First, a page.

The Sophisticated 2009 Pontiac Torrent 3.6-Liter Engine

Published: 07th April 2010
Views: N/A

The Torrent, Pontiac's midsize crossover SUV, ended production in the summer of 2009. Leftover 2009 models offer a choice of 3.4-liter and 3.6-liter V6 engines.

The base Torrent uses the 3.4-liter LNJ engine, with 185 horsepower and 210 lb-ft of torque. This 12-valve, iron-block pushrod V6, now manufactured in China, is a very old design. Its basic architecture dates back to 1980, although GM revamped it extensively in the early nineties, with aluminum cylinder heads, roller rocker arms, and an aluminum intake manifold. For 2009, it received a number of minor changes to improve reliability, including more durable valve seats, chromed and polished valve stems, and a revised electronic throttle control system. The 3.4-liter engine's power is not impressive for this class, although it gives the Torrent adequate acceleration. High revs betray its age with a gruff sound and feel, but it has good low-end torque and decent fuel economy. EPA estimates are 17/24 for both FWD and AWD models.

The Torrent GXP, added in 2008, uses the much more sophisticated 3.6-liter LY7 engine. This all-aluminum, 24-valve DOHC V6 is part of GM's "High Feature" engine family, developed by GM and its Australian subsidiary, Holden. First seen in the Cadillac CTS sedan in 2004, it has variable valve timing on both the intake and exhaust cams, and variable-length intake runners to optimize torque at different engine speeds. In the Torrent GXP, it has 264 horsepower (up from 263 in 2008) and 250 lb-ft of torque. The high-tech V6 gives the Torrent much stronger performance, although some reviewers complain that it sounds even coarser and less refined than the elderly 3.4-liter pushrod V6. It also burns slightly more fuel; the FWD Torrent GXP matches the 3.4-liter's 17/24 EPA rating, but the AWD version falls to 16/24. Both engines burn regular fuel.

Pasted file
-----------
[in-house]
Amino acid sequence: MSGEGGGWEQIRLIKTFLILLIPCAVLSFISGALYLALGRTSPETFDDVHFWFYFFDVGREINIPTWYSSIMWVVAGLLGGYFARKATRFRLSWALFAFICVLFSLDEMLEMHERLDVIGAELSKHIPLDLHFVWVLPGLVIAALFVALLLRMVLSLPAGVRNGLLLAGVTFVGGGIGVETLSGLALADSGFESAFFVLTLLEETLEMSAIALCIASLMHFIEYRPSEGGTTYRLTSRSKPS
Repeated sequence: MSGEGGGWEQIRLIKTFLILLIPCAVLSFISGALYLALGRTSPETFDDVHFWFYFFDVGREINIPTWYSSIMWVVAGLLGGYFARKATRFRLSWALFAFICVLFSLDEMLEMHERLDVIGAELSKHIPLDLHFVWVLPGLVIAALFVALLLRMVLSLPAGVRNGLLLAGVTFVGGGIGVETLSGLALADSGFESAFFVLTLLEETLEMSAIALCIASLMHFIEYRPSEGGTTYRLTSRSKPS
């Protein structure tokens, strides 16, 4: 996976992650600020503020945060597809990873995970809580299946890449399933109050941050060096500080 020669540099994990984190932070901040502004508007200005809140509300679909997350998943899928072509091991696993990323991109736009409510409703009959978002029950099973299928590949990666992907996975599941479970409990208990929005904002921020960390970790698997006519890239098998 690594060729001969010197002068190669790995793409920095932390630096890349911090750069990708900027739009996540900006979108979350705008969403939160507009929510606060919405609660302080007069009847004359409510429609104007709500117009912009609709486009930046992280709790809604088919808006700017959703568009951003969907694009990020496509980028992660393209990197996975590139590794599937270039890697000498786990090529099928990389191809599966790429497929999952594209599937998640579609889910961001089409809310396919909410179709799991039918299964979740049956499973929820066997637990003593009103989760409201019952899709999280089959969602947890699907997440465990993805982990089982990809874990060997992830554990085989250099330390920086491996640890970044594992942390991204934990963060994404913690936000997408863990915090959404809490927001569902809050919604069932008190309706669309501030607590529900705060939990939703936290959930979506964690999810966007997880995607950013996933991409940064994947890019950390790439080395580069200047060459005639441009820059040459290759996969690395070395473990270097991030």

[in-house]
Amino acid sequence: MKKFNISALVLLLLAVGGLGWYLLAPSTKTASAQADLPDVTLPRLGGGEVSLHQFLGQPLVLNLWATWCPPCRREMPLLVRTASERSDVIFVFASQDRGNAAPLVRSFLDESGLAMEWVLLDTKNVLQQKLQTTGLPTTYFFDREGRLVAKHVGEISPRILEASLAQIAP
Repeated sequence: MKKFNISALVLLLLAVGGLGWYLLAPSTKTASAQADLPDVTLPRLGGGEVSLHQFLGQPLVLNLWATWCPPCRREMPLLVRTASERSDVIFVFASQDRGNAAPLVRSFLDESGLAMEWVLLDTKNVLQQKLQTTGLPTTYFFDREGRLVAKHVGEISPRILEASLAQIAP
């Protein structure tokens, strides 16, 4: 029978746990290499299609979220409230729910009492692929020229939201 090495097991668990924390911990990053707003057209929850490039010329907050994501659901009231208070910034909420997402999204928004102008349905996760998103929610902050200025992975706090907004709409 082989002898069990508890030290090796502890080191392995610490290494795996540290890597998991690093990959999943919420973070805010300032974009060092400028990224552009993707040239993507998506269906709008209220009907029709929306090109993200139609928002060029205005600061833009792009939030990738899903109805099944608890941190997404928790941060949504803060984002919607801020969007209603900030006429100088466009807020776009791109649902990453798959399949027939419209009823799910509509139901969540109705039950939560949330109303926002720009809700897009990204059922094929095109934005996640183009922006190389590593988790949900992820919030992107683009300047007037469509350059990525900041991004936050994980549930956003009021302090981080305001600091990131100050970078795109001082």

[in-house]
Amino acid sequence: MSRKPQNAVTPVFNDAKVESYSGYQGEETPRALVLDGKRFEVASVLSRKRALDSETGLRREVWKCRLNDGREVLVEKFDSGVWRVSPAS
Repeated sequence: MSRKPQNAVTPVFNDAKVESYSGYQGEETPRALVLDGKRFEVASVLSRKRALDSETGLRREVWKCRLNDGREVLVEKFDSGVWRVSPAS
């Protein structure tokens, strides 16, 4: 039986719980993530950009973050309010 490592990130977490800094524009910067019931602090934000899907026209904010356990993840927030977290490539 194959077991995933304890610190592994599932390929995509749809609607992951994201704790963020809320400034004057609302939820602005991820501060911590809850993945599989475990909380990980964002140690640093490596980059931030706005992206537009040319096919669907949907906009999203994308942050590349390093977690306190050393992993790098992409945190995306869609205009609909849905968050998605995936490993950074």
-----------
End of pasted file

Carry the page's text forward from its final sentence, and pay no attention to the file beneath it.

Learn more about Pontiac Torrent Engine and other industry specific topics by visiting the company website.

Report this article Ask About This Article


Loading...
More to Explore